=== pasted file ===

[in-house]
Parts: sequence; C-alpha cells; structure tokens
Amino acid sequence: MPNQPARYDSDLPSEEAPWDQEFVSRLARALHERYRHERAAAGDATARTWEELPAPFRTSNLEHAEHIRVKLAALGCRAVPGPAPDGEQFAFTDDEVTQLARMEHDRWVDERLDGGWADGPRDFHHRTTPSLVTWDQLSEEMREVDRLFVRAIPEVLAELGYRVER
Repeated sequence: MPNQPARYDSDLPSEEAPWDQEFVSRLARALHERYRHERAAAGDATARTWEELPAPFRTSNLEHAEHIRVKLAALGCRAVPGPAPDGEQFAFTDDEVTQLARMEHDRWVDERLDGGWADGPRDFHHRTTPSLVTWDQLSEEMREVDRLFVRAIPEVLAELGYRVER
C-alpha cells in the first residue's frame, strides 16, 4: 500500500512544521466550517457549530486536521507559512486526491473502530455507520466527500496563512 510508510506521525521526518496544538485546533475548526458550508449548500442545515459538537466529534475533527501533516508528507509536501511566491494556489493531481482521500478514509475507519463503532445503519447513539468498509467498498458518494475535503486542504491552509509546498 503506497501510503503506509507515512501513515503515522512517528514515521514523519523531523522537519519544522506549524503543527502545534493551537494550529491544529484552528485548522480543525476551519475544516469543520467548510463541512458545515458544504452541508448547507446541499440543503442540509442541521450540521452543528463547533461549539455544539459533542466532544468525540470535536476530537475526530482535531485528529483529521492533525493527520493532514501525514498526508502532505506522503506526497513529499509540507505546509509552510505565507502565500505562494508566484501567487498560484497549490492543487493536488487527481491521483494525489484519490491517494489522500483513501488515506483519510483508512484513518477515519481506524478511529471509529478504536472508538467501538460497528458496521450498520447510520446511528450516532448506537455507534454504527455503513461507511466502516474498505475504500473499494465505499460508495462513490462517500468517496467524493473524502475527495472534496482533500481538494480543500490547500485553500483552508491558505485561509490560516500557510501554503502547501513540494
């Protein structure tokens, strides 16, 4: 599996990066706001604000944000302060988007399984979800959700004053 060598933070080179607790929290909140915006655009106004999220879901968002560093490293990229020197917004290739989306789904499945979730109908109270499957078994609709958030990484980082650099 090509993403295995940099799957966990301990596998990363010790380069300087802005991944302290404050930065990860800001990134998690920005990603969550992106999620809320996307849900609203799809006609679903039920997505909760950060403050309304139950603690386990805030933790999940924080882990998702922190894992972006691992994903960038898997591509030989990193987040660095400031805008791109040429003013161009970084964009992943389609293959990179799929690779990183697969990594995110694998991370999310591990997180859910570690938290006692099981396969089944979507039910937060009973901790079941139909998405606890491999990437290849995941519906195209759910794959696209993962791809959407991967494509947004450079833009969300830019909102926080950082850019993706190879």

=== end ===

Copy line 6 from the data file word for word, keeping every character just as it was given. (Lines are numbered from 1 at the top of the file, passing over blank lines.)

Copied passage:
């Protein structure tokens, strides 16, 4: 599996990066706001604000944000302060988007399984979800959700004053 060598933070080179607790929290909140915006655009106004999220879901968002560093490293990229020197917004290739989306789904499945979730109908109270499957078994609709958030990484980082650099 090509993403295995940099799957966990301990596998990363010790380069300087802005991944302290404050930065990860800001990134998690920005990603969550992106999620809320996307849900609203799809006609679903039920997505909760950060403050309304139950603690386990805030933790999940924080882990998702922190894992972006691992994903960038898997591509030989990193987040660095400031805008791109040429003013161009970084964009992943389609293959990179799929690779990183697969990594995110694998991370999310591990997180859910570690938290006692099981396969089944979507039910937060009973901790079941139909998405606890491999990437290849995941519906195209759910794959696209993962791809959407991967494509947004450079833009969300830019909102926080950082850019993706190879």